By Mary Lorenz
Employers might not worry much about what job seekers think about the company brand, but perhaps they should. Job seekers do care about brands, and they aren't keeping their opinions to themselves.
A new survey by CareerBuilder and Inavero highlights the role a company's employment brand plays in its ability to attract and engage potential employees. According to the 2012 Candidate Behavior Study, 35 percent of workers begin preparing for their next job within weeks of starting a new one. Why so soon? According to Kassandra Barnes, content and research manager at CareerBuilder, the explanation is simple: "The job-search process never really 'shuts off.'"
Also, people treat new jobs the same way they treat major purchases: They do extensive research -- mostly with the help of digital tools -- before making a final decision. Therefore, Barnes says, workers may continue researching other opportunities after they've made a final decision to reassure themselves that they made the right choice. "It's like they're trying to make sure they don't have buyer's remorse, so they keep shopping around to make sure they got the best deal," she says.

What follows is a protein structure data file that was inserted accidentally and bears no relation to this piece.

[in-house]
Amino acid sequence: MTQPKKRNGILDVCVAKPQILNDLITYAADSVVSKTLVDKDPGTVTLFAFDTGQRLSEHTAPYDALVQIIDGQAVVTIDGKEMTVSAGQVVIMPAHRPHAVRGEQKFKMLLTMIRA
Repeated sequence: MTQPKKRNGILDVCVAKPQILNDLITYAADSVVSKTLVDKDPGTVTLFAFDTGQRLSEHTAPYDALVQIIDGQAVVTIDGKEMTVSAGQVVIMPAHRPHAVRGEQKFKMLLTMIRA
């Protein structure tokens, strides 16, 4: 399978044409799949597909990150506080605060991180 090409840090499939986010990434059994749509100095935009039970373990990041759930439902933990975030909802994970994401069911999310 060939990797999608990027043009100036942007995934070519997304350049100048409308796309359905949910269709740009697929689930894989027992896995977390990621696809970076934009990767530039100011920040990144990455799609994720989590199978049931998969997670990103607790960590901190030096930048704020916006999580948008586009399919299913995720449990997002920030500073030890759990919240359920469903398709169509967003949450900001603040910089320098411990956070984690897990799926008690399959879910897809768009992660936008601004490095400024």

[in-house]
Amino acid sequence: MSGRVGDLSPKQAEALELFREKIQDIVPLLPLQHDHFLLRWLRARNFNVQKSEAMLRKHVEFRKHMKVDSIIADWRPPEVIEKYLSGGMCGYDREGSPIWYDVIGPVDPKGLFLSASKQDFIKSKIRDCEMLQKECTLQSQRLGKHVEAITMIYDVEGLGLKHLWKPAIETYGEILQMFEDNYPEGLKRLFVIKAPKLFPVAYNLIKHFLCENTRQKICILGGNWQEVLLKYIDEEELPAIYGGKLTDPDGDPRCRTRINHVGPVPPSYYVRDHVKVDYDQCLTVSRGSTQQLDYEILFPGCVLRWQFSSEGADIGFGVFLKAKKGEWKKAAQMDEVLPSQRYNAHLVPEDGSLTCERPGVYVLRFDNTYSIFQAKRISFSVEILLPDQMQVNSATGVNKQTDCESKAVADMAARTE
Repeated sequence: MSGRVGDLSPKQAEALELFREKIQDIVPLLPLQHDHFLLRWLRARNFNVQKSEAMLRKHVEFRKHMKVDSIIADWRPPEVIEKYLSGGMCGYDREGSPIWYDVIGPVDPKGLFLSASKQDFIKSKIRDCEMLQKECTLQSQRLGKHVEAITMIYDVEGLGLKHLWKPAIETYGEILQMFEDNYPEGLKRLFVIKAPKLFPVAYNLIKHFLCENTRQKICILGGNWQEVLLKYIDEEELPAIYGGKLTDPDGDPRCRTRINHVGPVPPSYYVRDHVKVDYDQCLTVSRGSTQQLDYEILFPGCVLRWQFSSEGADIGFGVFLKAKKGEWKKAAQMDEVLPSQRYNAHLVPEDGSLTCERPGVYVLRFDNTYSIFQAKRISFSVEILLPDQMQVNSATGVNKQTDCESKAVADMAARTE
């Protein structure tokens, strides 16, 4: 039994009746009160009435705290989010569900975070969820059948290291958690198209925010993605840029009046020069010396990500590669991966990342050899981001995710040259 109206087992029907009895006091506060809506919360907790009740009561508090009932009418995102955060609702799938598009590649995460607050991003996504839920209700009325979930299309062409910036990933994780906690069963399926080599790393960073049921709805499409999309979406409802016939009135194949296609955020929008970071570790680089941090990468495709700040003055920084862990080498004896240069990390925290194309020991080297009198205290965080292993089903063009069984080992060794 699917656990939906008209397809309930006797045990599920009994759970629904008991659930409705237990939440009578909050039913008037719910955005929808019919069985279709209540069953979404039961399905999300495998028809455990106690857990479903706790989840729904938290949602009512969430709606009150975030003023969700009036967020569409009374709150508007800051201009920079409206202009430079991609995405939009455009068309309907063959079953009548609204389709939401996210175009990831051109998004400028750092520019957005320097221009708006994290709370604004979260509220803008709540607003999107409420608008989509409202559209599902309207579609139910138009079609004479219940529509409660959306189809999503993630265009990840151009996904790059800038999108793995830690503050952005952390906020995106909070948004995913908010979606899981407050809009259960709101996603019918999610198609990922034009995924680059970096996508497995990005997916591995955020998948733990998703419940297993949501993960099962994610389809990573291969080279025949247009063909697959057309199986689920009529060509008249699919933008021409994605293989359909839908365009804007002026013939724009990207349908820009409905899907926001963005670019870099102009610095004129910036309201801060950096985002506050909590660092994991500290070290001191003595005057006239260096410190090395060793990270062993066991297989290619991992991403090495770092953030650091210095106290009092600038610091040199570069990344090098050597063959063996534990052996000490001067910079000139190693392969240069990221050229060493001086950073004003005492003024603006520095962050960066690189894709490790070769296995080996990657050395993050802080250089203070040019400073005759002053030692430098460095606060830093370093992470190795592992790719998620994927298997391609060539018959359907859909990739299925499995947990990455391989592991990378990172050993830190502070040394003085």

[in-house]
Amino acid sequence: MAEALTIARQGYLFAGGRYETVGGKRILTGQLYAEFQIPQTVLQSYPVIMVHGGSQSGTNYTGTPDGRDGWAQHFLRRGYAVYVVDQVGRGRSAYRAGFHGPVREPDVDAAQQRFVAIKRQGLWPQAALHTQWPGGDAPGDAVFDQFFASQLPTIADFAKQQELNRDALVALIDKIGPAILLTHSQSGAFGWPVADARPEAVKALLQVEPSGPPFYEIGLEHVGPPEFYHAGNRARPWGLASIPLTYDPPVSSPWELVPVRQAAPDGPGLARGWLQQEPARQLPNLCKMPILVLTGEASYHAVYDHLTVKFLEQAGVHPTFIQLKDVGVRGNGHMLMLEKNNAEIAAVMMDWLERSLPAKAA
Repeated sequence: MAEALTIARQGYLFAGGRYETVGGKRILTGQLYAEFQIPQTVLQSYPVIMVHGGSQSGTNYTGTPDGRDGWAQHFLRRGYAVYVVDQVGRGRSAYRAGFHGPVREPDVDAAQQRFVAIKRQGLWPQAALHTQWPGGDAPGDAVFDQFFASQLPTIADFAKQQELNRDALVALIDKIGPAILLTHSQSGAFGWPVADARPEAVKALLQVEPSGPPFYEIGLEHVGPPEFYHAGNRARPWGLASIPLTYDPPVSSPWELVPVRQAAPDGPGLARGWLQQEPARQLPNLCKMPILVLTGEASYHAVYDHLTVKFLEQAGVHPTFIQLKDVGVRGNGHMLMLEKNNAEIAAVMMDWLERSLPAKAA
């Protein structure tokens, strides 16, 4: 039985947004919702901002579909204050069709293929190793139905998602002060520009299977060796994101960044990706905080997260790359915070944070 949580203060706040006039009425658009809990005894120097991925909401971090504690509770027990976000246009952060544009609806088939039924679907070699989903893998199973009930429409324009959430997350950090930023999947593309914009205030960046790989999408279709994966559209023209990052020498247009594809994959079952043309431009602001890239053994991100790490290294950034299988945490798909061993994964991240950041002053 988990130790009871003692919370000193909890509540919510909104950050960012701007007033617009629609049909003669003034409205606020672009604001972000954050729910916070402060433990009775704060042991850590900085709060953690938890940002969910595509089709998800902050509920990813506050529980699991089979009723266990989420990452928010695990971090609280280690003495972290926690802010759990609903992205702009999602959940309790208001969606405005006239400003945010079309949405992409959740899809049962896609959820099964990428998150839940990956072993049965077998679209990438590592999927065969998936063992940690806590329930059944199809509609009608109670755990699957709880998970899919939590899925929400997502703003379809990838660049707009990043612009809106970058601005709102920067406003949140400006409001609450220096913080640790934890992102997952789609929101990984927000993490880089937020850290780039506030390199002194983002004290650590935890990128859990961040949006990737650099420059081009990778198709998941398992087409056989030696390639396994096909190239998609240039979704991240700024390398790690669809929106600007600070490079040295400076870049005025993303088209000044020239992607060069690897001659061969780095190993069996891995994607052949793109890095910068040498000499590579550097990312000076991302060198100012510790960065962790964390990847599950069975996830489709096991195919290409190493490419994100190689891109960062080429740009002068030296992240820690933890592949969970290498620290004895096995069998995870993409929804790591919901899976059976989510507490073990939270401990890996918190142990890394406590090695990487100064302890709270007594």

This finding underscores the need for employers to clearly define their brand. A well-defined employer brand clarifies the culture of a company and helps job seekers decide whether they'd be the right fit before they even apply. It also sets realistic expectations for what job seekers can expect once they join the company, as opposed to finding out on their first day that the company is nothing like what they expected.
Furthermore, engagement doesn't end after a job seeker accepts an offer, and if employers want to retain employees -- and continue to build a reputation as an employer of choice -- they need to put in the effort to keep their employees engaged and deliver on the expectations they set during the hiring process.
Thanks to the increasing prevalence of employer-ratings sites such as Glassdoor, which enable employees to openly and honestly discuss their experiences at certain companies, employers can no longer hide their cultures, nor can they assume that job seekers aren't paying attention. Nearly two-thirds of workers who participated in the survey said they consult employee-ratings sites to research potential employers prior to submitting an application.
"This study shows how much candidates rely on these sources to evaluate potential employers," Barnes says. "If a company has an unhealthy culture, candidates will find out about it."
Mary Lorenz writes for The Hiring Site, CareerBuilder.com's community for hiring professionals and other curious-minded individuals to discuss the attraction, engagement and retention of their #1 asset -- their people.
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